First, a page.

India: First phase of Uttar Pradesh elections could make or break BJP's dream to rule
Indian Prime Minister Narendra Modi and Bharatiya Janata Party (BJP) leader gestures as he addresses a state assembly election rally in Uttar Pradesh's Ghaziabad. Photograph: (AFP)
By Arghya Roy Chowdhury
The mother of all battles, kickstarts in Uttar Pradesh from Saturday. The importance of UP in India's electoral politics can't be overstated. Not only does it have the highest number of Lok Sabha seats, it also has given more prime ministers than any other state in the country.
The state is so important, even Narendra Modi had to contest from Varanasi to leverage his own charisma to get Bharatiya Janata Party home.
The frenzy generated by Modi mixed with an electorate divided along communal lines, ensured that BJP managed to virtually sweep the entire state. But this time the situation is bit different, and one of the main reasons is the alliance between Congress and SP.
The first phase, where 73 constituencies are going to polls are spread across 15 districts. They are Shamli, Muzaffarnagar, Baghpat, Meerut, Ghaziabad, Gautam Buddha Nagar, Hapur, Bulandshahr, Aligarh, Mathura, Hathras, Agra, Firozabad, Etah and Kasganj.
Many of these districts are communally sensitive and the Muzaffarnagar riots in 2013 greatly affected the voting patterns in 2014. One of the biggest puzzles of this phase would be whether people chose to vote along religious lines or go back to their usual pattern of caste-based identities.
One party which would be hedging their bets for the conventional order to resume is Ajit Singh's Rashtriya Lok Dal (RLD). A party predominantly asserting the Jat identity, its message resonates well in the sugarcane-soaked Jat heartlands.
The party won 9 of out 73 seats, in the last Assembly elections and was on the cusp of stitching up an alliance with SP and Congress before talks fell through.
RLD still enjoys decent clout and may upset equations in several constituencies where close contest is on cards.In the last elections, SP and BSP both won 11 seats out of the 73 up for grabs on Saturday.
For BSP, this is a crucial phase as many of the seats have a strong concentration of Dalits and Muslim, once Mayawati's favourite hunting ground.
But it will be up for a stiff concentration with Owaisi's AIMIM in contention and SP and Congress fighting together. Congress has been a marginal player in Western UP for decades now, but it will try to galvanise the upper-caste votes for SP.
But no other party has more riding on phase one than the BJP. A good start will give it much-needed momentum to march towards the majority mark.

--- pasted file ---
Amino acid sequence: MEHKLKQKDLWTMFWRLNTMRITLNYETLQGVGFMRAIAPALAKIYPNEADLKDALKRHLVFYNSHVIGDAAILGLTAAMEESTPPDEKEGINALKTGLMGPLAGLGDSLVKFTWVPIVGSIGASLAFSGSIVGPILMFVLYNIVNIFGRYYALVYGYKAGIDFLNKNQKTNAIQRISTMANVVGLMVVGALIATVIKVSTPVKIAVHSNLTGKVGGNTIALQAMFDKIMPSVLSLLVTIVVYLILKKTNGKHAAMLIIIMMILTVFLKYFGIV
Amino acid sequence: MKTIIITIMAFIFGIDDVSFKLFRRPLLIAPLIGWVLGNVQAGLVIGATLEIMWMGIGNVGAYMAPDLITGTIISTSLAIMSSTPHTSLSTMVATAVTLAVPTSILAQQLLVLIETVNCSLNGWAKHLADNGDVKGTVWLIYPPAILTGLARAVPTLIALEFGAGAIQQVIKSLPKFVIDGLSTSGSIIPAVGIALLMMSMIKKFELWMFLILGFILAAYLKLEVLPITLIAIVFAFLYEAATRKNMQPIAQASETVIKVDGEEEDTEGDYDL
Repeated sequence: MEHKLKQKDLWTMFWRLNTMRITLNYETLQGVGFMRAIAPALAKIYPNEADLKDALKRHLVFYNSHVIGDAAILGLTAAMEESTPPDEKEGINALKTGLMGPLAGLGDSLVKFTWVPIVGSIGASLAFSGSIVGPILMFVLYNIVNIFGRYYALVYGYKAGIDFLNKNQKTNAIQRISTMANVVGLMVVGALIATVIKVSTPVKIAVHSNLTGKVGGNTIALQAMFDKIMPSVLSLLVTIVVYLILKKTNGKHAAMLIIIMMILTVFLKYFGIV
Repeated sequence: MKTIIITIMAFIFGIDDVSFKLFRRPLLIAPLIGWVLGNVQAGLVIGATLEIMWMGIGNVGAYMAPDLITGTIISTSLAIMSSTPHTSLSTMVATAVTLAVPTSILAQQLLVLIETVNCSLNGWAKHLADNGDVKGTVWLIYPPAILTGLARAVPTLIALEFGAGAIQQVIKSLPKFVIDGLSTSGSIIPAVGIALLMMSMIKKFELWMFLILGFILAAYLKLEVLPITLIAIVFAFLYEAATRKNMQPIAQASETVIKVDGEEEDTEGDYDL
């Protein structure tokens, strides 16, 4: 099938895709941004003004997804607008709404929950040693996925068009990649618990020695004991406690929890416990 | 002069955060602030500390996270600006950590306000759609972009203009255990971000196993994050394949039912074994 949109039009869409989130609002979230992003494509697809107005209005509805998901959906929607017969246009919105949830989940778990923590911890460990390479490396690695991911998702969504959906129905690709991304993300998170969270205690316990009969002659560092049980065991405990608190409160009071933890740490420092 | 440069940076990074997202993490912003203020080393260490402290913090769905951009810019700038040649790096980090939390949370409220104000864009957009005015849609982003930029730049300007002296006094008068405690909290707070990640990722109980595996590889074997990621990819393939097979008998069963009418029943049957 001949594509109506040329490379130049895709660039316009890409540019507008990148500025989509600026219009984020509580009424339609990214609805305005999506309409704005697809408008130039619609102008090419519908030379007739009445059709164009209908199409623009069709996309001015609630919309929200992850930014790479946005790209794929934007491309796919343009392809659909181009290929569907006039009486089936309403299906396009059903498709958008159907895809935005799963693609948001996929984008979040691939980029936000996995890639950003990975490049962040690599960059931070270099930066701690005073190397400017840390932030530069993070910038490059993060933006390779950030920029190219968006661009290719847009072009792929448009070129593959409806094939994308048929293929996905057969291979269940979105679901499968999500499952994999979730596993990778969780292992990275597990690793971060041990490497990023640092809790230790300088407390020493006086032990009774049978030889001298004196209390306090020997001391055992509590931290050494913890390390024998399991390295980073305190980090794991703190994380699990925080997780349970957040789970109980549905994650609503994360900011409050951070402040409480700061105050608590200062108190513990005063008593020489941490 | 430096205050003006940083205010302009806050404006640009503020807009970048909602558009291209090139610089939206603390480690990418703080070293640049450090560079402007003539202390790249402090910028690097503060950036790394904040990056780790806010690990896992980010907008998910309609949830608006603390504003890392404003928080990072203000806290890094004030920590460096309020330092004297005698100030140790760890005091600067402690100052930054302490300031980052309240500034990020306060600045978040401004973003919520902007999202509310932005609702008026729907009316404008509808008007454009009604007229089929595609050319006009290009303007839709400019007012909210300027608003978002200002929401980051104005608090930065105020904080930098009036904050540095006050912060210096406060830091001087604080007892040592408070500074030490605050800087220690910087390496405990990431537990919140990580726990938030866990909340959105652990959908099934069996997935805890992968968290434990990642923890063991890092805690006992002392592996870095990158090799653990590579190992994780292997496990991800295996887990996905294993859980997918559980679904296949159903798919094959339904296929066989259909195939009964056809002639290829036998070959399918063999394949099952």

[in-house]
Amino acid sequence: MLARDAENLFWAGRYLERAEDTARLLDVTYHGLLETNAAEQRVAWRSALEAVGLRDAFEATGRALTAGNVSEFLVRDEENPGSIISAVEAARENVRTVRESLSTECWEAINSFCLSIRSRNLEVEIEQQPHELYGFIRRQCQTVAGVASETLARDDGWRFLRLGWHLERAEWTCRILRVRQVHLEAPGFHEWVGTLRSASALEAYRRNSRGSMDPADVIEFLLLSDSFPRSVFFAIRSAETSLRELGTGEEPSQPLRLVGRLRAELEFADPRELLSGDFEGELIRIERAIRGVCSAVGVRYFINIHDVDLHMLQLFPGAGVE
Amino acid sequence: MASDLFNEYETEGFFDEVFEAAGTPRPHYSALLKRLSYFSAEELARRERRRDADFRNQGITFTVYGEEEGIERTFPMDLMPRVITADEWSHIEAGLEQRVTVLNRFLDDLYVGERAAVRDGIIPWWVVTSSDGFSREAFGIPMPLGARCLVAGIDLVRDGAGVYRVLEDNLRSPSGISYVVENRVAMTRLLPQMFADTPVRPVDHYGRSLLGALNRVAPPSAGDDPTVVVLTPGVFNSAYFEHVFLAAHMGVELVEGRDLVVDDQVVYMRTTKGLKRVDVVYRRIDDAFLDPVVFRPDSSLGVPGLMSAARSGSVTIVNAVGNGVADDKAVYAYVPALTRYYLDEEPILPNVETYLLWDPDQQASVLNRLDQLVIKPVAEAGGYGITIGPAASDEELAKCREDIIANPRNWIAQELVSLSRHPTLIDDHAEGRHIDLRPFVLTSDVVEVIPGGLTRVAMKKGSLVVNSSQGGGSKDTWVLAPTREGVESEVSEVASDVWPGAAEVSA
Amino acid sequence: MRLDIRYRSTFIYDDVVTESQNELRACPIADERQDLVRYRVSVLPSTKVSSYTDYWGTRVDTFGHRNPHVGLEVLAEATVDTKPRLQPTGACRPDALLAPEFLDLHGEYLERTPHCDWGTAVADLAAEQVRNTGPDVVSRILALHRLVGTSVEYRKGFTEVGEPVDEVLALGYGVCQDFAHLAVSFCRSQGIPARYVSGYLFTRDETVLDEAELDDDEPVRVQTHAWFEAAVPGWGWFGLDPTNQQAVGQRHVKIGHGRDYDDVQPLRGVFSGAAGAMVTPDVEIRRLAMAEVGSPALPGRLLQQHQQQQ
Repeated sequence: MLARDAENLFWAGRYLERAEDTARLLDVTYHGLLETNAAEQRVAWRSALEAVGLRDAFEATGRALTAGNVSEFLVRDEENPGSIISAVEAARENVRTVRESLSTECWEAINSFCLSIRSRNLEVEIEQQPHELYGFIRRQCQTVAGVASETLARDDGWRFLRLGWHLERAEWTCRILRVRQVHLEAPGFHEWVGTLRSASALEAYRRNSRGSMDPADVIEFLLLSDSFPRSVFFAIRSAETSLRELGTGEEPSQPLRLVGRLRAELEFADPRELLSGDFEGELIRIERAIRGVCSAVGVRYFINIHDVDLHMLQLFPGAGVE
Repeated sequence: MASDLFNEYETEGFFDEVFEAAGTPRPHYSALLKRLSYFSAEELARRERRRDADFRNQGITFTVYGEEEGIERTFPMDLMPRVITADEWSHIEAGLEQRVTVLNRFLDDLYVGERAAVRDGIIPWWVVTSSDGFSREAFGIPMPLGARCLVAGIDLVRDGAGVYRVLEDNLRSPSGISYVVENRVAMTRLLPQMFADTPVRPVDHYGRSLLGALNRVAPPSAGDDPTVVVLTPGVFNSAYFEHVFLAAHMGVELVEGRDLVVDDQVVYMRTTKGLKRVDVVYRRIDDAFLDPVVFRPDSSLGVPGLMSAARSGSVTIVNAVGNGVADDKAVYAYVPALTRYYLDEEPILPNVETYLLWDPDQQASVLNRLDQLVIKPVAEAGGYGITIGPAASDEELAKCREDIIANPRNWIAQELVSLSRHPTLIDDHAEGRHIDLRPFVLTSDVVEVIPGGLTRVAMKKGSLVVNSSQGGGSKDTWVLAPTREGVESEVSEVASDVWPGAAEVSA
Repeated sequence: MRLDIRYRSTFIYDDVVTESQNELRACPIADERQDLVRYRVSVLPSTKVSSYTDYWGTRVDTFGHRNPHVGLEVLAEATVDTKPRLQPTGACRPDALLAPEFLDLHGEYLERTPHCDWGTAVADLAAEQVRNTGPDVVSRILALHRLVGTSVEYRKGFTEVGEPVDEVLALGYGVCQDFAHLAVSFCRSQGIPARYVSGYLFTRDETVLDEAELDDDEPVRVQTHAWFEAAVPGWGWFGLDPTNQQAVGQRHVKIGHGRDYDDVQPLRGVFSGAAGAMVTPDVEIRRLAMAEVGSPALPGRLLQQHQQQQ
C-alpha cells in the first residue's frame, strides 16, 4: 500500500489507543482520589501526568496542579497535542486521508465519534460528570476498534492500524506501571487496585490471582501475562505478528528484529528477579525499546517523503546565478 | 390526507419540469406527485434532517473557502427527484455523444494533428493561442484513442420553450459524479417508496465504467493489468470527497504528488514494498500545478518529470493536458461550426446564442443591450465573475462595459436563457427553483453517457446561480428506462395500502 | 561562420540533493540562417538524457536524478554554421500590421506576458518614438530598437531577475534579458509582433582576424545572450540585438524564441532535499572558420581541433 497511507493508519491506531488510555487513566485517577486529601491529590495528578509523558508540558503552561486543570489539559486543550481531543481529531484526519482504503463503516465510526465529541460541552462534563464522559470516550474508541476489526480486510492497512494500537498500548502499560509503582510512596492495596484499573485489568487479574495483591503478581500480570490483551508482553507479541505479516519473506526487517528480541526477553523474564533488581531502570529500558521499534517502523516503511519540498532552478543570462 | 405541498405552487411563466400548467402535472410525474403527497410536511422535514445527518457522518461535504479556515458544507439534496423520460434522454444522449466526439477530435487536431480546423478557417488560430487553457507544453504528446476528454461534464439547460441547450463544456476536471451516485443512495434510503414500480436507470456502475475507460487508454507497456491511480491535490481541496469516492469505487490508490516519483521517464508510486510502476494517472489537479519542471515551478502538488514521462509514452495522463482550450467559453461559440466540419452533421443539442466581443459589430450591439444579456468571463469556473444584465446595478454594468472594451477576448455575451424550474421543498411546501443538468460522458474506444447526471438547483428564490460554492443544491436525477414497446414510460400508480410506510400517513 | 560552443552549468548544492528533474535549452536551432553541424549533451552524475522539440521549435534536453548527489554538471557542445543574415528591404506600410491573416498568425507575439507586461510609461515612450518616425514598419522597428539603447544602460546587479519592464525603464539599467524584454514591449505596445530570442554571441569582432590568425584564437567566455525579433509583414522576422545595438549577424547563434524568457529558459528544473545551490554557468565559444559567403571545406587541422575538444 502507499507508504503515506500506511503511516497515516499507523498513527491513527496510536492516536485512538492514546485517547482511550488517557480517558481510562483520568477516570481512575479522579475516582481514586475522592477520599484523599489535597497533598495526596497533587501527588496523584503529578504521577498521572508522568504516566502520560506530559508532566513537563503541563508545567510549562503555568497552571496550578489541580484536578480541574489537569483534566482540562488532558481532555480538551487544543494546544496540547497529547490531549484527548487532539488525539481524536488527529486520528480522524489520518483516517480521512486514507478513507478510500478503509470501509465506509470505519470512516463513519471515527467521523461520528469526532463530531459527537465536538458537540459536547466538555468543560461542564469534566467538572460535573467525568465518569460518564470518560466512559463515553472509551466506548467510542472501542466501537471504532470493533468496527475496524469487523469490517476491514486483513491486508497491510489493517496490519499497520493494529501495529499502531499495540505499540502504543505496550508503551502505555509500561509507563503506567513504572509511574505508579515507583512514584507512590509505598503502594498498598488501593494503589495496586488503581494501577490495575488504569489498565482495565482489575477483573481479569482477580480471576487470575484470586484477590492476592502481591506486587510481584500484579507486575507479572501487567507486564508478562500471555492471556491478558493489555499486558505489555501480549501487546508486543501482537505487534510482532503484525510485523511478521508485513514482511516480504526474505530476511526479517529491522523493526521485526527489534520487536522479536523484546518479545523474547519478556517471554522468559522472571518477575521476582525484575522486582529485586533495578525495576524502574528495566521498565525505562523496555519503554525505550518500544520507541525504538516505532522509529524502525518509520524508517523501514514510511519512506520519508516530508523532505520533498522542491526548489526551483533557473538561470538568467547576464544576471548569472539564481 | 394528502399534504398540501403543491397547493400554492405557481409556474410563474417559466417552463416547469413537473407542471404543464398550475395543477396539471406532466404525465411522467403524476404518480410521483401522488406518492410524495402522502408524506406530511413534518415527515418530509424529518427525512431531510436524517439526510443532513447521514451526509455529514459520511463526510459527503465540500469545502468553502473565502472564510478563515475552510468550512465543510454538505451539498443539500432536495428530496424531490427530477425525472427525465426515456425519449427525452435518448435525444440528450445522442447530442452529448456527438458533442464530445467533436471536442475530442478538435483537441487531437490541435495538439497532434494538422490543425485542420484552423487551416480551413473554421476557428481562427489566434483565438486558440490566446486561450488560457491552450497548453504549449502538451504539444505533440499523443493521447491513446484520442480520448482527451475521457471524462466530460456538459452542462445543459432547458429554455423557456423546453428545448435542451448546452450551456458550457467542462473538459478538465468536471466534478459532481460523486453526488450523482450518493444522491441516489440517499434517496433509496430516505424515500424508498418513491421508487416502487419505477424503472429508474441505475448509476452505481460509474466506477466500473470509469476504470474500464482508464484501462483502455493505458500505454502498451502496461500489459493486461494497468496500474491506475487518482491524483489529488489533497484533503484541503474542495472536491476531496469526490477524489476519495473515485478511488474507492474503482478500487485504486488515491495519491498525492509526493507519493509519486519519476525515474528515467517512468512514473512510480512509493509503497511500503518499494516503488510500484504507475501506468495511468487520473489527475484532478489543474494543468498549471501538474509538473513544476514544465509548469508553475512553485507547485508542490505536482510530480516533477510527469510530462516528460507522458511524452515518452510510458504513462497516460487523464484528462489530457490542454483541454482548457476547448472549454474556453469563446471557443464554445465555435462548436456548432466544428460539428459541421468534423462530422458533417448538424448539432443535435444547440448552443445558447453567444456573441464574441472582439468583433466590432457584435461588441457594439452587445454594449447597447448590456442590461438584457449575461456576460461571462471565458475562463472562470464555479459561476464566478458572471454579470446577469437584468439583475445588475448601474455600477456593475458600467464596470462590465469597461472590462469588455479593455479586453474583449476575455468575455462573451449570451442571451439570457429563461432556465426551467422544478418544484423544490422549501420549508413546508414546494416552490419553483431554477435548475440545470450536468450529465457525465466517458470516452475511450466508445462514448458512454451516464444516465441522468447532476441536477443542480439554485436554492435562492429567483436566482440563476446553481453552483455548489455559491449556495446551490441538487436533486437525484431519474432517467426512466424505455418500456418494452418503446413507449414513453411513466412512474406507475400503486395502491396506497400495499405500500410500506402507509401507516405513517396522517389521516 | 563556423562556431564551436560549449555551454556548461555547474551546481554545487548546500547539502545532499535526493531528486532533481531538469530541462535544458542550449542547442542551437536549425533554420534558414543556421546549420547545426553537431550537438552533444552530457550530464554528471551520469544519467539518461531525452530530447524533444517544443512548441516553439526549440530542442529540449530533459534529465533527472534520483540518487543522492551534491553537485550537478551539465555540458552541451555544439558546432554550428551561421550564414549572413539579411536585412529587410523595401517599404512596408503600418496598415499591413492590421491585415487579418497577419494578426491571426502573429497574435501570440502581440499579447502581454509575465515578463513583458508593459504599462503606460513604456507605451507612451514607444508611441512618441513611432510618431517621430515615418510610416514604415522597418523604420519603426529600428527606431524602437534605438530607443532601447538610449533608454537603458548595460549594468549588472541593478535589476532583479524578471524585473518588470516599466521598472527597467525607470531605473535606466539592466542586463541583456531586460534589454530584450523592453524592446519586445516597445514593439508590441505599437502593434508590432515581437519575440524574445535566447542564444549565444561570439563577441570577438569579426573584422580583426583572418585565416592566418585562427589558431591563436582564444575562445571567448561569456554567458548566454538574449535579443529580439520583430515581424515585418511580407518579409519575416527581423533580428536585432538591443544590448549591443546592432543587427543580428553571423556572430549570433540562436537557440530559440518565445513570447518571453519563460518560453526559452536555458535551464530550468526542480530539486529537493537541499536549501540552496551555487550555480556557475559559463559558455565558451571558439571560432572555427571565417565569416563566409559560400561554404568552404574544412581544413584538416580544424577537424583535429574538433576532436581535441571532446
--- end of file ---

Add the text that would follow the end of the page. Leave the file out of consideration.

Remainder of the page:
The party has made a major gamble by not putting up a CM face. It hopes that carpet-bombing by top leaders including Modi and Shah will do the trick.
Some of the top BJP candidates contesting in this phase are Rajnath Singh's son, Hukum Singh's daughter and controversial leaders like Sangeet Som and Suresh Rana.
In some of the more urbane districts like Noida and Agra, the party is likely to perform well.
The issues which have dominated the campaign cycle so far have been demonetisation, the law-and-order situation, communal disharmony, lack of industries and the informal sector facing a crisis.
Of which the opposition have tried to skewer BJP on demonetisation. Western UP is the hub of small scale industries, many of them been adversely affected by the cash crunch.
The SP government is facing the heat for poor law and order condition, especially it's ham-handed handling of the riots.
While Western UP is no longer the communal tinderbox it was in 2014, undercurrents of deep religious disharmony permeate till this day. And politicians of all hue have tried to exploit that according to their vote banks.
Both SP and BSP will be pretty happy if they can hold on to their 2012 tally.
For BJP, a good start is extremely necessary. PM Modi has given a clarion call for voting out SCAM (Samajwadi-Congress-Akhilesh-Maywati) which got an angry response from others.
Amit Shah has made a bold prediction that BJP will win 90 out of 143 seats in the first two phases.So, BJP is looking for high strike rate in Western UP to make up for its organisational weakness in other phases. Others will be desperate to deny them the perfect start.
(This report first appeared in DNA)